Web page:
To further substantiate our claims, we also computed and compared the verification accuracy of the proposed BiometricNet+ over the RFW dataset [79], recently introduced to study the effects of racial bias in the field of deep face recognition. Results in Table 4 show that the proposed approach outperforms competing methods by a large margin.

Table 4 Verification accuracy (%) of different state-of-the-art methods on RFW. BiometricNet+ outperforms the state of the art on all the considered datasets. The numbers in brackets for the BiometricNet+ entries represent the verification accuracy without the four flips at inference time

5 Security and robustness analysis

In this section, we discuss the properties of non-invertibility and unlinkability ensured by the proposed CB design. Also, we analyze the characteristics of the learned distributions in the latent space and their robustness against perturbations. Compared to other CB approaches, the proposed design has different security requirements, since the matching of protected templates is assumed to be performed in a secure area. Nevertheless, the different matching domain does not affect the security of the scheme in terms of non-invertibility and unlinkability of the protected templates, as shown in the following.

5.1 Cancelable templates security evaluation

The security of the proposed CB scheme is evaluated according to the two following properties:

  • Unlinkability: it is computationally infeasible to determine whether two protected templates \({\textbf {f}}_{1-proj}\) and \({\textbf {f}}_{2-proj}\) are derived from two images of the same subject or images of different subjects;

  • Non-invertibility: it is computationally infeasible to reconstruct the enrollment image \(\textbf{x}\) from the protected template \({\textbf {f}}_{proj}\) without the corresponding key \({\textbf {W}}\).

To evaluate security, we can refer to the literature on the security properties of random projections. Starting from the seminal work of [5], authors in [6] investigate the secrecy properties of RP matrices with entries drawn from Gaussian distributions. They demonstrate that, if the sensing matrix is independently drawn at each encryption and the acquired signals have the same energy, then it is possible to achieve perfect secrecy assuming that the matrix is unknown to the adversary, i.e.:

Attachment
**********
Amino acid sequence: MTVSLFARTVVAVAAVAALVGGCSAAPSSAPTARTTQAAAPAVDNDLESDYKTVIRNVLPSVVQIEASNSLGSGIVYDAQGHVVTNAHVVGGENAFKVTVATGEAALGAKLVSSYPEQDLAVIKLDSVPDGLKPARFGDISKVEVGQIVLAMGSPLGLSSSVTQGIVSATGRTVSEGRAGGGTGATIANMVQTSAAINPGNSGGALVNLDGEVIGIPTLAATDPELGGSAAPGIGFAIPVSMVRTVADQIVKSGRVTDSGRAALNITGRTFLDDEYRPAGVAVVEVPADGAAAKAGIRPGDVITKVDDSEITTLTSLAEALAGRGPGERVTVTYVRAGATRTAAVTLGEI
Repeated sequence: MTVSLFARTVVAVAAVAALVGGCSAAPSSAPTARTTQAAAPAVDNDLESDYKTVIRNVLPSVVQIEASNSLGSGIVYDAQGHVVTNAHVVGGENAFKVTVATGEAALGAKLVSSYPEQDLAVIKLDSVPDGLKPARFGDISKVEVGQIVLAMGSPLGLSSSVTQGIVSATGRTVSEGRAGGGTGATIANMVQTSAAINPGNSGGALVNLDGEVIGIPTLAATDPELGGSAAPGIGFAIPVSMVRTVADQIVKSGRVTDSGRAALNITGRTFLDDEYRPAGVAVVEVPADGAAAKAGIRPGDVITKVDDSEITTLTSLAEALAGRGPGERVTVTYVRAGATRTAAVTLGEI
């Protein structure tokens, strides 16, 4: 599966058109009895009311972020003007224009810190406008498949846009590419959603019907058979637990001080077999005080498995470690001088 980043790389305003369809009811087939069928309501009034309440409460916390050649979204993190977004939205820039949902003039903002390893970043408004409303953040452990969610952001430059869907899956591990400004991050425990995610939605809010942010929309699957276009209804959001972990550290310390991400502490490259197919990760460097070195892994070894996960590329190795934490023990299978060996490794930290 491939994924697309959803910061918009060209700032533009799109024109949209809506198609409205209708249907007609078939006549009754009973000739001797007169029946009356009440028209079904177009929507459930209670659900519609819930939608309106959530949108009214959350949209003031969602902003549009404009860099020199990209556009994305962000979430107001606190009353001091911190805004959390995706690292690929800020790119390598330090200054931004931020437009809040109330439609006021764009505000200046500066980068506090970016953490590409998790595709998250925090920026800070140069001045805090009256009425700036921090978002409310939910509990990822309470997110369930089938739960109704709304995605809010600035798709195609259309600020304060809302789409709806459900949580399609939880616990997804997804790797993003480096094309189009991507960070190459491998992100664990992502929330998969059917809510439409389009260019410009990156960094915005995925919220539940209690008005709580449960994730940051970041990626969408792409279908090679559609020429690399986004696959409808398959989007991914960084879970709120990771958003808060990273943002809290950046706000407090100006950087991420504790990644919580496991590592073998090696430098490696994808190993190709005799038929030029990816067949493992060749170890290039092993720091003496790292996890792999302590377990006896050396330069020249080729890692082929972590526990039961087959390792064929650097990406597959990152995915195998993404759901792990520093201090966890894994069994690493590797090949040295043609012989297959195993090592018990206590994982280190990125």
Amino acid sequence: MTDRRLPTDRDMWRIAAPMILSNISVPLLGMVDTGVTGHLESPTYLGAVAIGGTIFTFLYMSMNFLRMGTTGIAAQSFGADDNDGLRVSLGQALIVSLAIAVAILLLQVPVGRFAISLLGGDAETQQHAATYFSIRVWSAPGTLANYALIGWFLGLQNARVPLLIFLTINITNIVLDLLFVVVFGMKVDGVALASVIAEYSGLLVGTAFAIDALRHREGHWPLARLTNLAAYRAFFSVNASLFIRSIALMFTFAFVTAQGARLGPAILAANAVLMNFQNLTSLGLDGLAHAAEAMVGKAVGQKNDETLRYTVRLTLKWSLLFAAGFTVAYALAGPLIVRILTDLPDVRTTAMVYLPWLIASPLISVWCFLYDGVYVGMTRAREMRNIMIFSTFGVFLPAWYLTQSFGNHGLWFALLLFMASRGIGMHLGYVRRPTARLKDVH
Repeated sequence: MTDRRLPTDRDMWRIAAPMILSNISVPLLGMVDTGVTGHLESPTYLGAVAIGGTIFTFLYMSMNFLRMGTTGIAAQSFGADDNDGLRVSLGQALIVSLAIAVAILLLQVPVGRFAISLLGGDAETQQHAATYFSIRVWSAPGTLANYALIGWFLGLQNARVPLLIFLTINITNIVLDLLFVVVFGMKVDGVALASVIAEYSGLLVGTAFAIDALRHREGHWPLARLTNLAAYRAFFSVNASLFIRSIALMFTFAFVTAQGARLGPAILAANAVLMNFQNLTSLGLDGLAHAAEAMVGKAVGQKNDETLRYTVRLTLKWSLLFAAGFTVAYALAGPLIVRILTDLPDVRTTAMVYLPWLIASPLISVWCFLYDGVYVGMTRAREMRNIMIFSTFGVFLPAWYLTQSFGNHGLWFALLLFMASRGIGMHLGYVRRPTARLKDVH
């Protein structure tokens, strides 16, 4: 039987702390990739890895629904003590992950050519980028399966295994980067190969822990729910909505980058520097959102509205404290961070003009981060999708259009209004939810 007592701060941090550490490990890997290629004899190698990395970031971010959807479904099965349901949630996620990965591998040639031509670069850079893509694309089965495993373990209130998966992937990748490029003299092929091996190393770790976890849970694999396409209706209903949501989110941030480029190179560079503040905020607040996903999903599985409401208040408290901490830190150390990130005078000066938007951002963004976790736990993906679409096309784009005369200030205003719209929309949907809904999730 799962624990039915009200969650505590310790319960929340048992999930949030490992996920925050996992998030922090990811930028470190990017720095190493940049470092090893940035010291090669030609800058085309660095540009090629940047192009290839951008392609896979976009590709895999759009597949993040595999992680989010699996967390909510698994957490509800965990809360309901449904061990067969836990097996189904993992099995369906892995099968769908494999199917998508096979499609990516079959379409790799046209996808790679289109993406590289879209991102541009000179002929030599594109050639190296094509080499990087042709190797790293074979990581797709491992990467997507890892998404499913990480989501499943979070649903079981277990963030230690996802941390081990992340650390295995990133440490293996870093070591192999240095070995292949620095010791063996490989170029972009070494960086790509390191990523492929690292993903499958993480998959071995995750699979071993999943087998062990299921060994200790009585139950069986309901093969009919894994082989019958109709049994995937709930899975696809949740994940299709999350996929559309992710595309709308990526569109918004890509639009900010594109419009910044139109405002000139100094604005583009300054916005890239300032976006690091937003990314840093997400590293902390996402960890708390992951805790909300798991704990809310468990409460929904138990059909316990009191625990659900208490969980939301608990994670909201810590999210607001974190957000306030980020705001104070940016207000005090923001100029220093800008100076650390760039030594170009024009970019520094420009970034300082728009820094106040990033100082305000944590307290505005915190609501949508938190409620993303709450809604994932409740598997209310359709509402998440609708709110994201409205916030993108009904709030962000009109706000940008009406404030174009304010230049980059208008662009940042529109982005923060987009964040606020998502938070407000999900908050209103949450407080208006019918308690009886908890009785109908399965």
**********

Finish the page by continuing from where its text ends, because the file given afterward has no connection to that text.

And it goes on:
$$\begin{aligned} P\{\textbf{x}|{\textbf {f}}_{proj}\} = P\{\textbf{x}\}. \end{aligned}$$
(7)

In our framework, since different random matrices are generated for every enrollment and every query, the above property immediately implies non-invertibility under ideal generation of random matrices. This is a strong theoretical guarantee, often not available in current CB schemes. Moreover, it is easy to show that, for a generic observed template \({\textbf {f}}_{proj}\) and any possible pair of enrollment images \(\textbf{x}_1\) and \(\textbf{x}_2\), we have:

$$\begin{aligned} P\{{\textbf {f}}_{proj}|\textbf{x}_1\} = P\{{\textbf {f}}_{proj}|\textbf{x}_2\}, \end{aligned}$$
(8)

which also implies perfect unlinkability.

5.1.1 Unlinkability analysis

However, practical systems cannot deal with infinite precision representations for which the above theoretical results would hold. Also, feature vectors do not have constant energy, meaning that an adversary may have a small advantage in solving the unlinkability problem. To address the first concerns, different works such as [7] and [8] consider more practical projection matrices such as those with entries drawn from Bernoulli distributions (the former) and quantized Gaussian distributions (the latter). In [8], it is shown that the probability of distinguishing RP obtained with different quantized sensing matrices decreases exponentially with the number of bits used to represent the entries of the projection matrix. Hence, by choosing a suitable precision for the random matrix entries, we can achieve any desired level of unlinkability. Regarding the second concern, even if feature vectors do not have constant energy, we can safely assume that they have the same energy on average. For feature vectors having a large number of dimensions, this implies that most vectors have very similar energy. In this case, an adversary has a very small advantage in distinguishing templates of different subjects from templates of the same subject.

As in most recent CB schemes [24, 25], we employ the evaluation framework proposed in [81] to measure the unlinkability of the templates, so that results can be directly compared with other CB schemes. In particular, [81] introduces two unlinkability metrics for the evaluation of biometric template protection systems. The first is a local score-wise measure, \(D_{\leftrightarrow }(s)\), based on the likelihood ratio between the score distributions obtained with a given score function computed between matching and non-matching distributions of secure templates, and the second is a global measure, \(\textrm{D}_{\leftrightarrow }^{s y s}\), independent of the score domain, which allows for a fair evaluation of the unlinkability of each system. Both measures yield values in the [0, 1] range, where 0 indicates perfect unlinkability and 1 perfect separability of the secure template distributions. We first generated two distributions of 100000 matching and 100000 non-matching pairs of secure templates and computed the scores for each of the pairs using the normalized crossed-correlation function. The considered number of pairs is high enough to give a statistically meaningful estimate of the two unlinkability metrics [81]. We repeated the experiment for different projection sizes \(r~\in ~64,~128,~256\). The results are reported in Fig. 2, which presents the local unlinkability plots and the global unlinkability measure. As no significant difference between different r values has been observed, only the \(r=128\) plot has been reported.